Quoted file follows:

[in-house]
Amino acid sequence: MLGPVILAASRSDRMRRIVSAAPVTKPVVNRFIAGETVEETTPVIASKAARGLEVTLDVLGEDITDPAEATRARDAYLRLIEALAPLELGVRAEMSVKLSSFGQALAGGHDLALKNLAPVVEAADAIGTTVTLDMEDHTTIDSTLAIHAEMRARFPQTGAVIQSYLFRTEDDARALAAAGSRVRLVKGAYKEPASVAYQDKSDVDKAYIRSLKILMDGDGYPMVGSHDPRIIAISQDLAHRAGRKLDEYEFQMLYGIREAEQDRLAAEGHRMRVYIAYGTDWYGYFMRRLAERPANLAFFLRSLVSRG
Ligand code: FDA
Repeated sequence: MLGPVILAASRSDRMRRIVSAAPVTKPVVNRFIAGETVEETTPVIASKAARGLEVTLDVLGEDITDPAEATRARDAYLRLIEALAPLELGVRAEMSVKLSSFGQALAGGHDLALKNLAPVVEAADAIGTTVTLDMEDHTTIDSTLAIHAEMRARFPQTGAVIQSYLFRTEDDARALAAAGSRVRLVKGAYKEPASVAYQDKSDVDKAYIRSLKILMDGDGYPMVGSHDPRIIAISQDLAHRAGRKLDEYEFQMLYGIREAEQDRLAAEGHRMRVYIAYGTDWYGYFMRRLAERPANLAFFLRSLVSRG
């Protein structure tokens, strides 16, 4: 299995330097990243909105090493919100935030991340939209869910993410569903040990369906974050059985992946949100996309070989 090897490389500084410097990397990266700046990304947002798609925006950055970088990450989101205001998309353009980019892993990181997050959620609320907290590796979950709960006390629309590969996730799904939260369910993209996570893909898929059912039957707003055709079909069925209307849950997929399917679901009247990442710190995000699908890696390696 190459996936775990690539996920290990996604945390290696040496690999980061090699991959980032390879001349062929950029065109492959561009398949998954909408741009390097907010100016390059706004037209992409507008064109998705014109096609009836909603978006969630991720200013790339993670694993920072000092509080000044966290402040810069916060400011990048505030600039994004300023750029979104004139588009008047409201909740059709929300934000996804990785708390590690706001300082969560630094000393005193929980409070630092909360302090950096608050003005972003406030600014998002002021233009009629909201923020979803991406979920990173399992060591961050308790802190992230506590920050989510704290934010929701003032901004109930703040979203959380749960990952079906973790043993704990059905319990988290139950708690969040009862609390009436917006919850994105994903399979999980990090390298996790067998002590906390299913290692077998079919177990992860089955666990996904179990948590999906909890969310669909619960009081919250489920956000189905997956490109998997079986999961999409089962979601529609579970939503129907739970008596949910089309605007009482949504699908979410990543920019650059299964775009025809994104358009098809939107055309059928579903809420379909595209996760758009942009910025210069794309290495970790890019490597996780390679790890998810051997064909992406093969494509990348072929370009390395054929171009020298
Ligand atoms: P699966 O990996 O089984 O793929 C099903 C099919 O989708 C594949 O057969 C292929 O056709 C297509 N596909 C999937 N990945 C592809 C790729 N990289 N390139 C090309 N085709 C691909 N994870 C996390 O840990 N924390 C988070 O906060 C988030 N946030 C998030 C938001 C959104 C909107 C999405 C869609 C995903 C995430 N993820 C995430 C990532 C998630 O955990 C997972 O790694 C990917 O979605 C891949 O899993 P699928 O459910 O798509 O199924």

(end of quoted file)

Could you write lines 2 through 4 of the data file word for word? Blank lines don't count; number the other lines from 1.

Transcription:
Amino acid sequence: MLGPVILAASRSDRMRRIVSAAPVTKPVVNRFIAGETVEETTPVIASKAARGLEVTLDVLGEDITDPAEATRARDAYLRLIEALAPLELGVRAEMSVKLSSFGQALAGGHDLALKNLAPVVEAADAIGTTVTLDMEDHTTIDSTLAIHAEMRARFPQTGAVIQSYLFRTEDDARALAAAGSRVRLVKGAYKEPASVAYQDKSDVDKAYIRSLKILMDGDGYPMVGSHDPRIIAISQDLAHRAGRKLDEYEFQMLYGIREAEQDRLAAEGHRMRVYIAYGTDWYGYFMRRLAERPANLAFFLRSLVSRG
Ligand code: FDA
Repeated sequence: MLGPVILAASRSDRMRRIVSAAPVTKPVVNRFIAGETVEETTPVIASKAARGLEVTLDVLGEDITDPAEATRARDAYLRLIEALAPLELGVRAEMSVKLSSFGQALAGGHDLALKNLAPVVEAADAIGTTVTLDMEDHTTIDSTLAIHAEMRARFPQTGAVIQSYLFRTEDDARALAAAGSRVRLVKGAYKEPASVAYQDKSDVDKAYIRSLKILMDGDGYPMVGSHDPRIIAISQDLAHRAGRKLDEYEFQMLYGIREAEQDRLAAEGHRMRVYIAYGTDWYGYFMRRLAERPANLAFFLRSLVSRG